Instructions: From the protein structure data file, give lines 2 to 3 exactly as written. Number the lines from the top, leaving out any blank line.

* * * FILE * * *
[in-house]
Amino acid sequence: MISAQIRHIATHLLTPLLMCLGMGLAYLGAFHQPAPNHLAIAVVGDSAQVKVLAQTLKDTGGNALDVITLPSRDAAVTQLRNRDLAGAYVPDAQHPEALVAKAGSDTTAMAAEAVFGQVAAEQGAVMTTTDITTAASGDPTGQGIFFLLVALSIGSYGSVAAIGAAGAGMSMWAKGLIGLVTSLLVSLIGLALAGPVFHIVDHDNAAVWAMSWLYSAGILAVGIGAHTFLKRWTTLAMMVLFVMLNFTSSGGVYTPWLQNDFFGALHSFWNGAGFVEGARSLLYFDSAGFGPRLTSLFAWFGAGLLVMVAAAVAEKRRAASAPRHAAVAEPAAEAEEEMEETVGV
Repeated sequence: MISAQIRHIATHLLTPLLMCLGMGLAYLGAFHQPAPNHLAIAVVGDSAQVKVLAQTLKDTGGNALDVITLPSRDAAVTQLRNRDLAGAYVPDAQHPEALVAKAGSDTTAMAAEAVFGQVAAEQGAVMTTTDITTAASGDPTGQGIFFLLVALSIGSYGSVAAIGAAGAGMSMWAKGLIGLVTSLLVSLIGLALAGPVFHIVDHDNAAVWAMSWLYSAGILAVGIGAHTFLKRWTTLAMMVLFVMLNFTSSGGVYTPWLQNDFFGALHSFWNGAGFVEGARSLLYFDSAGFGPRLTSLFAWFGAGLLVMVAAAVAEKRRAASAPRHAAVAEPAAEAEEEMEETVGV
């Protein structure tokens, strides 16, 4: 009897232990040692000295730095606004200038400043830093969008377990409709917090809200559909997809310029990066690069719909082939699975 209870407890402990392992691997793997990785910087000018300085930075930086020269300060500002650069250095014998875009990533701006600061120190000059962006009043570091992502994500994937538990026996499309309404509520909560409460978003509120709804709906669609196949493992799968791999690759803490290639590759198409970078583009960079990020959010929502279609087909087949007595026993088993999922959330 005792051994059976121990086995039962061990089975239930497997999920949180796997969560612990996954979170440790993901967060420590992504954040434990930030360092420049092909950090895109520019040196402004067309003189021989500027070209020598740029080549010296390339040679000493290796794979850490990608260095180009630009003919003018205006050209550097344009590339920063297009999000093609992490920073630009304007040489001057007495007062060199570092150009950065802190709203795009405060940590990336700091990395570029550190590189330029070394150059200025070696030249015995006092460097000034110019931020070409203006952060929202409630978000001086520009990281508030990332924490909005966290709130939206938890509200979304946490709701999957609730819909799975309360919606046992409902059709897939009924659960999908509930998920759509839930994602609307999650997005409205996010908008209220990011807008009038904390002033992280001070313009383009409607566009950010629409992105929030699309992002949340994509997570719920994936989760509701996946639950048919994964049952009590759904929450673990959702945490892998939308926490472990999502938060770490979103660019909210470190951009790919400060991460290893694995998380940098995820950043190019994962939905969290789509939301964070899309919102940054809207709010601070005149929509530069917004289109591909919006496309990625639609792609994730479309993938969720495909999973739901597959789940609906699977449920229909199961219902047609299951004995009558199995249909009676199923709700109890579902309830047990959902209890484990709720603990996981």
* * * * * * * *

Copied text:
Amino acid sequence: MISAQIRHIATHLLTPLLMCLGMGLAYLGAFHQPAPNHLAIAVVGDSAQVKVLAQTLKDTGGNALDVITLPSRDAAVTQLRNRDLAGAYVPDAQHPEALVAKAGSDTTAMAAEAVFGQVAAEQGAVMTTTDITTAASGDPTGQGIFFLLVALSIGSYGSVAAIGAAGAGMSMWAKGLIGLVTSLLVSLIGLALAGPVFHIVDHDNAAVWAMSWLYSAGILAVGIGAHTFLKRWTTLAMMVLFVMLNFTSSGGVYTPWLQNDFFGALHSFWNGAGFVEGARSLLYFDSAGFGPRLTSLFAWFGAGLLVMVAAAVAEKRRAASAPRHAAVAEPAAEAEEEMEETVGV
Repeated sequence: MISAQIRHIATHLLTPLLMCLGMGLAYLGAFHQPAPNHLAIAVVGDSAQVKVLAQTLKDTGGNALDVITLPSRDAAVTQLRNRDLAGAYVPDAQHPEALVAKAGSDTTAMAAEAVFGQVAAEQGAVMTTTDITTAASGDPTGQGIFFLLVALSIGSYGSVAAIGAAGAGMSMWAKGLIGLVTSLLVSLIGLALAGPVFHIVDHDNAAVWAMSWLYSAGILAVGIGAHTFLKRWTTLAMMVLFVMLNFTSSGGVYTPWLQNDFFGALHSFWNGAGFVEGARSLLYFDSAGFGPRLTSLFAWFGAGLLVMVAAAVAEKRRAASAPRHAAVAEPAAEAEEEMEETVGV